Hereditary Ataxia Bobtail and Gordon Setter Type (HA)
Hereditary Ataxia Bobtail and Gordon Setter Type (HA) is a congenital neurodegenerative disorder occuring in Bobtail and Gordon Setter dog breed. Word ataxia has greek origin and it means ”without oder”. Hereditary ataxia is a heterogenious group of movement disorders. Within this group, forms of hereditary ataxia differ among each other in several ways, such as age of onset or mode of inheritance. They can be inherited as autosomal dominant, recessive or X linked trait. HA inherited as a dominant disorder is also known as spinocerebellar ataxia, or SCA. Until now, hereditary cerebellar degenerative disorders have been identified in over 20 breeds of dog and is most commonly inherited as an autosomal reccesive trait.
Cerebellum, also known as the ”little brain”, is a part of brain that has an important role in motor control, in way that it contributes to coordination, precision and accurate timing. One of the cells present in the cerebellum are the Purkinje cells or Purkinje neurons. Together, the Purkinje cells and the cerebellum have an essential role in the body’s motor function.
Characteristics and Symptoms
Hereditary ataxia is characterized by slow degeneration of the cerebellar cortex, with dramatic Purkinje neuron loss which results in a progressive gaint disfunction. Hereditary Ataxia Bobtail and Gordon Setter Type is an early onset disorder that is first noted in juvenile to young adult dogs, between ages of six months to four years. Common clinical signs that affected dogs develop are hypermetria, a truncal sway and intention tremor, and signs progress to cause severe gaint disturbances. Histopathological examination reveals loss of Purkinje cell, granule cell and molecular layer neurons, which causes atrophy of the cerebellar cortex.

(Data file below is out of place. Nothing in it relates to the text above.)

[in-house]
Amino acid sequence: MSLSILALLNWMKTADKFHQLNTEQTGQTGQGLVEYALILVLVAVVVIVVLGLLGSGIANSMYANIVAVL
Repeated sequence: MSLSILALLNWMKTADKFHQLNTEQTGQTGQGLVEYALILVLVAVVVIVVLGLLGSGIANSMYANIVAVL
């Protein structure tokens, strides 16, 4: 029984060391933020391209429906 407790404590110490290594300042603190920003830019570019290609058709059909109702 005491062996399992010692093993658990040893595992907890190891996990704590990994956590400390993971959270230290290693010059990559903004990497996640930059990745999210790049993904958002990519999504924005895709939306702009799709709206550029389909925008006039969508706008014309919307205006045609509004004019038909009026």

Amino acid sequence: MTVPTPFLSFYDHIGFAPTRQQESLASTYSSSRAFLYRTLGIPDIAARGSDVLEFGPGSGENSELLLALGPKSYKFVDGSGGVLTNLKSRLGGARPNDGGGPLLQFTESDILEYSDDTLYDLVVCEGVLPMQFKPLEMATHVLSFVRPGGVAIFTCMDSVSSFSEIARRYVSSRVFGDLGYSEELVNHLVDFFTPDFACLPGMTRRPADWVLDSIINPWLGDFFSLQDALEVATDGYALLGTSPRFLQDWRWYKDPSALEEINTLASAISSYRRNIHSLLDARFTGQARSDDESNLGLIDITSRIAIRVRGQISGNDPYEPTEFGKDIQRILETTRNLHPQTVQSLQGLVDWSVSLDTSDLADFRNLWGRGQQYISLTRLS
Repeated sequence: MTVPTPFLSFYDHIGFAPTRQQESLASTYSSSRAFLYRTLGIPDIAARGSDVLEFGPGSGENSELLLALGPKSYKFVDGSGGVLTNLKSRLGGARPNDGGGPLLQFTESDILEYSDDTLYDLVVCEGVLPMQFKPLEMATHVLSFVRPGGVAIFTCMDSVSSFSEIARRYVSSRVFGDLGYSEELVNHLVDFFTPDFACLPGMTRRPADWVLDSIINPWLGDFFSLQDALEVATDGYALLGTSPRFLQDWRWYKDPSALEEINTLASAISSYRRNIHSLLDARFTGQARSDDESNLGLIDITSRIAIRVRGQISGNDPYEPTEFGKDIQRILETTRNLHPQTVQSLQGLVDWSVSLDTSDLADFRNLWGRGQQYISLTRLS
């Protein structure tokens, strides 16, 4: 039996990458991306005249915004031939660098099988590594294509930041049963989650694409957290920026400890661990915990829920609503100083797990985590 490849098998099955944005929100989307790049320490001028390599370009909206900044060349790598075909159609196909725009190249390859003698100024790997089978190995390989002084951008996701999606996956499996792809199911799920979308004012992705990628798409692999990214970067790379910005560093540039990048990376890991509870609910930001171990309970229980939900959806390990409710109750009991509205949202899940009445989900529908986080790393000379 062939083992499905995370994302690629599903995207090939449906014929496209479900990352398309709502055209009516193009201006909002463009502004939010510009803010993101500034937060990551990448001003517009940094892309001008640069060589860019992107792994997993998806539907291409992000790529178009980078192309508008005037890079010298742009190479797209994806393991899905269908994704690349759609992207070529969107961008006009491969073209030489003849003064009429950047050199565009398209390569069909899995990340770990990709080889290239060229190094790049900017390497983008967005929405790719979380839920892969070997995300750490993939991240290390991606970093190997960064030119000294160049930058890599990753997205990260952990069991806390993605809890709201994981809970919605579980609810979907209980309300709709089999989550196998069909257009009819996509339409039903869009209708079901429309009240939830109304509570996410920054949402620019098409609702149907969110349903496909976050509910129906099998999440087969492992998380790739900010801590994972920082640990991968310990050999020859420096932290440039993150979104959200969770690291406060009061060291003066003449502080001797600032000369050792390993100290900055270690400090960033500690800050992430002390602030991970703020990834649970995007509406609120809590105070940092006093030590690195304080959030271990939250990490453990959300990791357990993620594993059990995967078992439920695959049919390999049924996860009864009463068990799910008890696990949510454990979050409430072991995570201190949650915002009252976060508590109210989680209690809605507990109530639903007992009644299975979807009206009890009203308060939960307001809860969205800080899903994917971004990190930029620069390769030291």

Hereditary Ataxia Bobtail and Gordon Setter Type (HA) is linked to mutation in RAB24, gene encoding for GTPase Rab24 protein. This enzyme has an imortant role in membranous transport within the cell and cell division. It is highly expressed in the brain, unlike the rest of body where its expression is on low levels.
The disorder is inherited as an autosomal recessive disorder. Healthy parents of an affected puppy are obligate heterozygotes, and therefore carry one mutant allele. Heterozygotes have no symptoms. Dogs homozygous for the mutation will display the symptoms of the Hereditary Ataxia Bobtail and Gordon Setter Type (HA). At conception, when mating two carrier dogs, each cub has a 25% chance of being affected, a 50% chance of being an asymptomatic carrier, and a 25% chance of being unaffected and not a carrier.
Agler C, Nielsen DM, Urkasemsin G, Singleton A, Tonomura N, et al. (2014) Canine Hereditary Ataxia in Old English Sheepdogs and Gordon Setters Is Associated with a Defect in the Autophagy Gene Encoding RAB24. PLoS Genet 10(2): e1003991. doi:10.1371/journal.pgen.1003991.